Cambridge scientists elected as Members of the European Molecular Biology Organisation

Five Cambridge researchers join the community of over 2,100 leading life scientists today as the European Molecular Biology Organisation (EMBO) announces its newest Members in its 60th anniversary year.

They are among 120 scientists from across Europe and beyond that have been elected to the EMBO Membership, an honour that celebrates research excellence and outstanding achievements in the life sciences.

“The new EMBO Members and Associate Members have made immense contributions to fundamental life science research, and, in many cases, their work has paved the way for innovations that have improved lives and livelihoods around the world.

"As EMBO marks its 60th anniversary, we celebrate the pivotal roles played by the EMBO Membership in strengthening international life science research and contributing to the EMBO programmes and activities. I send my warmest congratulations to all those elected.”

EMBO Director, Fiona Watt

The new Cambridge Members are:

Dr David Adams, Senior Group Leader - Cambridge Cancer Centre; Department of Medicine; Wellcome Sanger Institute

“I'm honoured to be recognised by EMBO, which not only validates the hard work and dedication of my team but also opens new doors for collaboration and innovation.

"I am excited about the opportunities it brings to advance our research and contribute to the global scientific community.”

Adams' research aims to understand why specific types of cancer are more common in some families, and how changes we inherit from our parents may contribute. He is also interested in understanding how to generate more specific cancer treatments, particularly in the context of pre-malignant conditions. 

David Adams

Professor Claudia Langenberg, Queen Mary University London and Honorary Senior Fellow of the MRC Epidemiology Unit, University of Cambridge

EMBO is science without borders. It is such an honour to be elected as a member and become part of this outstanding group of international scientists.”

Langenberg’s research generates and integrates information on the genetic basis of different molecular layers – the transcriptome, proteome, and metabolome – to characterise its system-wide effects across organs, tissues and cells to understand the causes of diverse human diseases.

Claudia Langenberg

Professor Kathy Niakan, Director, Centre for Trophoblast Research; Department of Physiology, Development and Neuroscience; Co-chair Cambridge Reproduction Interdisciplinary Research Centre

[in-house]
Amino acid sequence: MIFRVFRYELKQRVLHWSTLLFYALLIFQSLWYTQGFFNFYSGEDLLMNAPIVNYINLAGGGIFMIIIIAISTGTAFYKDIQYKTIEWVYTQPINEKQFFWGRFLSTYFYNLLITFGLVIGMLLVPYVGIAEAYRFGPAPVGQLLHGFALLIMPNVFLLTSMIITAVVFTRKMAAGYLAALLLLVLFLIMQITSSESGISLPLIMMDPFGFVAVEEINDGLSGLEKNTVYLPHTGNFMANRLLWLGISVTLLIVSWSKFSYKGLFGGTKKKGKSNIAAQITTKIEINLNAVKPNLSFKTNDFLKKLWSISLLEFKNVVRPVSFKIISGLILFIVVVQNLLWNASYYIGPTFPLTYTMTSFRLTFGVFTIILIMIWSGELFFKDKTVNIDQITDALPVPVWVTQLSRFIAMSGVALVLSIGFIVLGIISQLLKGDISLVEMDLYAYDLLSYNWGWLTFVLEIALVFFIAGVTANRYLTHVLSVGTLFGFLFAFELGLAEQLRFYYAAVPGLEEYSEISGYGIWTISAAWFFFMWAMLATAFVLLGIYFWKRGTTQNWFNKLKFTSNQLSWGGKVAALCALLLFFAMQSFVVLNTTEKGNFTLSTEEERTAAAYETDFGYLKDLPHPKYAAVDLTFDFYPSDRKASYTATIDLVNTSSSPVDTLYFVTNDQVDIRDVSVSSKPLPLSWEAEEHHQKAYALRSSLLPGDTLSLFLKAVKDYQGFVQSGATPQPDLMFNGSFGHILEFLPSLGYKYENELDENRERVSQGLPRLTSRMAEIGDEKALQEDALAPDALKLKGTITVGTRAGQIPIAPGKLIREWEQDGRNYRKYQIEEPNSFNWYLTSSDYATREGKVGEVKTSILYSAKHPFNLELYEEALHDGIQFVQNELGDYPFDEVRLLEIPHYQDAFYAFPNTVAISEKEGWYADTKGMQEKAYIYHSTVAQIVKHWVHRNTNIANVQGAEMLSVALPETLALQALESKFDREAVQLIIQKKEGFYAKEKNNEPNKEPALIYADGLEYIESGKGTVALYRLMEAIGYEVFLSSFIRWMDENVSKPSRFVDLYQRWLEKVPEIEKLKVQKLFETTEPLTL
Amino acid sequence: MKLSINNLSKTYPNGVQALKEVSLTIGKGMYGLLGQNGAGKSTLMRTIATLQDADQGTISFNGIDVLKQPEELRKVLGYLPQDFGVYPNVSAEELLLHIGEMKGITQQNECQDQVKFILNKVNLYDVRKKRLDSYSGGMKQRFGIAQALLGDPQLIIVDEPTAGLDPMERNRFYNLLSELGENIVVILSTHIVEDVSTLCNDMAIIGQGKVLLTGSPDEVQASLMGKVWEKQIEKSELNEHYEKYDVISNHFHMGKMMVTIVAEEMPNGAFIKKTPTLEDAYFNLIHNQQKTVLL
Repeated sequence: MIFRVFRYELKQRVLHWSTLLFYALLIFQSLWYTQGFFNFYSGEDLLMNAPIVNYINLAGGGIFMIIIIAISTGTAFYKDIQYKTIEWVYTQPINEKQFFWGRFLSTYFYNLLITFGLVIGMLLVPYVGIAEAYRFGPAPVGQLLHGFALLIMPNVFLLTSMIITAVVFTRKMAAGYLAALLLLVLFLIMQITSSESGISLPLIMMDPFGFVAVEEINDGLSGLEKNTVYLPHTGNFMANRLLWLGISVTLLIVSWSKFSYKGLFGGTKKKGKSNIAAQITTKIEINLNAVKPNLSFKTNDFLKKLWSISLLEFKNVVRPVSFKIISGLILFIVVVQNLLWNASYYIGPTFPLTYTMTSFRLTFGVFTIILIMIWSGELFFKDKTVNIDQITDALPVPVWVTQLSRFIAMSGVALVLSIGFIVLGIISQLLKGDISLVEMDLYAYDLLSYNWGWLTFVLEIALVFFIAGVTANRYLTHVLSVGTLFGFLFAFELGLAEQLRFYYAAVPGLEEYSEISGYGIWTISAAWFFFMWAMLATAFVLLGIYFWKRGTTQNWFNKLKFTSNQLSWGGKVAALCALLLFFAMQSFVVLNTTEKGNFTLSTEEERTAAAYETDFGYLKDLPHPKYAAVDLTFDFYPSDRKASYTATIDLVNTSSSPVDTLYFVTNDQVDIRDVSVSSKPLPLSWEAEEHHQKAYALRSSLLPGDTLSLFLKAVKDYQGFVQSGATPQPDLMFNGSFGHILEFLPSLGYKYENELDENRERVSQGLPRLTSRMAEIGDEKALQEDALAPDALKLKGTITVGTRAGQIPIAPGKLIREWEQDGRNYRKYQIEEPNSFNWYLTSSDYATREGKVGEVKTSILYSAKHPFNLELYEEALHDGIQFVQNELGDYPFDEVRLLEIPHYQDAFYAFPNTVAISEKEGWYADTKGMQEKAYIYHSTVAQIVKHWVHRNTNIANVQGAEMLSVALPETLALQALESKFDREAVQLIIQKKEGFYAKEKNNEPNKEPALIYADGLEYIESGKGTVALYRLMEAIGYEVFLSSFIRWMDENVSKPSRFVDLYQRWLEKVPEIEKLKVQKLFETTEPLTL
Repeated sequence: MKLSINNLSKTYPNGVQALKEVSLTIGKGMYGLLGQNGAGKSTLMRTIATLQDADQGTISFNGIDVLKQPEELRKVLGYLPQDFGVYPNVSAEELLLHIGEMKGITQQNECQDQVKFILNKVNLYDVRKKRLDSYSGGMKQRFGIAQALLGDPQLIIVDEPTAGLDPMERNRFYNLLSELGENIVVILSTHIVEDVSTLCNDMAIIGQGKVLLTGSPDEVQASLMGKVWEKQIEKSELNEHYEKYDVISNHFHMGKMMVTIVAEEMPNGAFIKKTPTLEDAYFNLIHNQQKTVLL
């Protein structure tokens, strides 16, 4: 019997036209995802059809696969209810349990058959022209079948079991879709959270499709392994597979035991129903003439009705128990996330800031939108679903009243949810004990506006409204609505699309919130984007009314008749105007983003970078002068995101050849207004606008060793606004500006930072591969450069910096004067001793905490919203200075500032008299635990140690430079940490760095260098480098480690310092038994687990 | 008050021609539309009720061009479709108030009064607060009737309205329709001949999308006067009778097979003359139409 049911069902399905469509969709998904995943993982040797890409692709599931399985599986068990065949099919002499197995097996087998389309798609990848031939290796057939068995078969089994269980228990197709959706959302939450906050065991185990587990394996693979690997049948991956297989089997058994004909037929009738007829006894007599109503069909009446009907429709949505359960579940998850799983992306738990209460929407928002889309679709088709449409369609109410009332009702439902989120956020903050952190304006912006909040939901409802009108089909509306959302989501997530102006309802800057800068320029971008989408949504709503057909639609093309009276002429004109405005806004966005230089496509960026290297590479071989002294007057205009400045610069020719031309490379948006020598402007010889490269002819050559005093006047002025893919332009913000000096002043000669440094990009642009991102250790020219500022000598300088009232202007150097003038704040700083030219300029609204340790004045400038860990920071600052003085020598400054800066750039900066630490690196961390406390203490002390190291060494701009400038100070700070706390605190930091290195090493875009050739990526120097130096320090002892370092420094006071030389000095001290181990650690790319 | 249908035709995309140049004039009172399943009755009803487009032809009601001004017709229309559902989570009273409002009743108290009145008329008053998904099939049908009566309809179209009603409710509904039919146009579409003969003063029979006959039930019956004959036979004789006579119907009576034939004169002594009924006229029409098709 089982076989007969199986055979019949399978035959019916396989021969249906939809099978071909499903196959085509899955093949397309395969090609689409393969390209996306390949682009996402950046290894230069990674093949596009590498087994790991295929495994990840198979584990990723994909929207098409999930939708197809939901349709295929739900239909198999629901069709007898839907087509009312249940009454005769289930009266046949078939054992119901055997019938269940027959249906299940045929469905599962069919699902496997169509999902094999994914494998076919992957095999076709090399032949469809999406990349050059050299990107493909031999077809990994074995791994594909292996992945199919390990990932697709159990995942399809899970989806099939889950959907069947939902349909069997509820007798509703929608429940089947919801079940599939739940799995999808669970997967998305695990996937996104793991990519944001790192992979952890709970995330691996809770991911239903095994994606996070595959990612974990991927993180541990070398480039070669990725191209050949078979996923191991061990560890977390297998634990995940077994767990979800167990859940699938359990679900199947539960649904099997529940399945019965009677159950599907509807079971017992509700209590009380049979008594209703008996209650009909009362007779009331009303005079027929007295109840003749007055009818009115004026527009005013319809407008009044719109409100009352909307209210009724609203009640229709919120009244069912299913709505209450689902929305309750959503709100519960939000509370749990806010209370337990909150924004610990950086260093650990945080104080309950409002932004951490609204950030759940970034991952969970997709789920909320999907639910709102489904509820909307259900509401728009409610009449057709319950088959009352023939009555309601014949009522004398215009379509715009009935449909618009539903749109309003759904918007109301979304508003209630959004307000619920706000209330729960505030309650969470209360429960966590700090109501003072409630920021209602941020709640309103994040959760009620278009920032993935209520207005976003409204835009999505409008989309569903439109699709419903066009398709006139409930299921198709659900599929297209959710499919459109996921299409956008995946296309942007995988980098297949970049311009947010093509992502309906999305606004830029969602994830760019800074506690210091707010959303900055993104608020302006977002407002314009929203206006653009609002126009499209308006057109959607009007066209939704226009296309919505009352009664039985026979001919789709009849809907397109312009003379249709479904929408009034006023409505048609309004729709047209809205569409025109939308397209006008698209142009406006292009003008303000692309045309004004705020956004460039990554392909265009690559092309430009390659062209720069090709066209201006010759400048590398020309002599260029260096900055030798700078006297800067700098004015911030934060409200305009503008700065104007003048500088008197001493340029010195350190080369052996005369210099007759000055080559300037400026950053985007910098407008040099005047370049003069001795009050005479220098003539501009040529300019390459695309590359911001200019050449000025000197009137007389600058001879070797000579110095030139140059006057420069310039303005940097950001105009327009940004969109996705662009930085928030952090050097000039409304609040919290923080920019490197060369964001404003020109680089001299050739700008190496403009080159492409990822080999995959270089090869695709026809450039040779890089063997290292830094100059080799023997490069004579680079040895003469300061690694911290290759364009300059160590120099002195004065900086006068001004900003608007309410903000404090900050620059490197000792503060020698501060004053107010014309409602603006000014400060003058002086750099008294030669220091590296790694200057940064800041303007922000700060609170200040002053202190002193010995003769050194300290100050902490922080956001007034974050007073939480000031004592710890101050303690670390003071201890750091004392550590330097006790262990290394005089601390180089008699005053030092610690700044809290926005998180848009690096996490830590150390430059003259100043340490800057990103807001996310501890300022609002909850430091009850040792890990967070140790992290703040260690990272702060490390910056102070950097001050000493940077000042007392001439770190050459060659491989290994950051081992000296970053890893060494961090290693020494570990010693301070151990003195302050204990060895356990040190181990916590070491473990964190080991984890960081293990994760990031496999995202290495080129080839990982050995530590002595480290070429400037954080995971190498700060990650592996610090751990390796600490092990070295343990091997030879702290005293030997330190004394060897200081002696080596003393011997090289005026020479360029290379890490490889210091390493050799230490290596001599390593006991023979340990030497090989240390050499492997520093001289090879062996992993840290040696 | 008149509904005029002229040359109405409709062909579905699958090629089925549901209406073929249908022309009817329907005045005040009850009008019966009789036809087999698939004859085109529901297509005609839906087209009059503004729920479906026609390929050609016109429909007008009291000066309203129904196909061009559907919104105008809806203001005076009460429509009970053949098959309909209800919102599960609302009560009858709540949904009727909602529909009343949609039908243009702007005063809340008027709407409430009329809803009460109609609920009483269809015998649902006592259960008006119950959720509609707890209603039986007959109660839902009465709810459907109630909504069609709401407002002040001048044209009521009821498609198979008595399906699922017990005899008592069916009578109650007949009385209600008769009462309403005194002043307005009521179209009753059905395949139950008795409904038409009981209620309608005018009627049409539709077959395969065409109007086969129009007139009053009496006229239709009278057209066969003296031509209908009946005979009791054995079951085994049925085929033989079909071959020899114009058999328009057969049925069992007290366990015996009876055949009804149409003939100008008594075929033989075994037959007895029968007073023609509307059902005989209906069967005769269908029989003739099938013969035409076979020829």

“I’m honoured by this tremendous recognition of our research, which has involved an entire team of dedicated and talented colleagues. I'm also very grateful to generous patient donors and collaborators who supported our research over many years.

"I look forward to contributing to EMBO's mission to promote international collaborations, support talented early career researchers and inform science policy.”

Niakan’s research is focused on the molecular mechanisms that regulate early human development. With her team she investigates mechanisms that are conserved and divergent using comparative embryology approaches. These insights are used to inform and expand the repertoire of human embryonic and extraembryonic stem cell models.

Kathy Niakan

Dr Emma Rawlins, Senior Group Leader, Gurdon Institute and Department of Physiology, Development and Neuroscience

“I’m extremely grateful to my lab members, collaborators and mentors who have worked with me to develop the fun projects that are now being recognised by EMBO.

"It feels wonderful to be recognised by the European scientific community when I still feel like the ordinary kid from South Yorkshire, and it will be exciting to interact with other members.”

Rawlins works on lung development and stem cells. Her lab has developed human lung models that can be grown in a dish, and a series of tools to genetically manipulate them, allowing the fundamental mechanisms of human lung development to be investigated.

Emma Rawlins

Professor Maria Grazia Spillantini, Professor of Molecular Neurology, Department of Clinical Neurosciences and Clare Hall

“It is an honour to be elected to the membership of EMBO and to become part of this distinguished group of scientists. This would not have been possible without the insights and hard work of my research group and a number of excellent collaborators.

"I am looking forward to fruitful interactions with other EMBO members and to be involved in the promotion of high-quality science.”

Spillantini is a molecular neurobiologist who studies neurodegenerative diseases with abnormal filamentous protein inclusions, including Alzheimer’s and Parkinson’s. Her work has helped to establish the central role played by the assembly of the proteins alpha-synuclein and tau, preparing the ground for the development of mechanism-based therapies.

Maria Grazia Spillantini

The first EMBO Members were elected in 1964 ­­– that initial group of 169 life scientists has now grown into a community of more than 2,100 EMBO Members and Associate Members. 92 Nobel laureates are amongst those who have previously been elected to the EMBO Membership.

EMBO Members guide the execution of the EMBO Programmes and activities, for example by evaluating funding applications, serving on EMBO Council and committees, and contributing to initiatives such as training, policy, outreach and mentorship. New members are nominated and elected by the existing EMBO Membership.

EMBO will formally welcome the new members at a meeting of the EMBO community between 29 October and 1 November 2024 in Heidelberg, Germany. An online directory listing all EMBO Members and Associate Members, their affiliations, and subject areas is available here.

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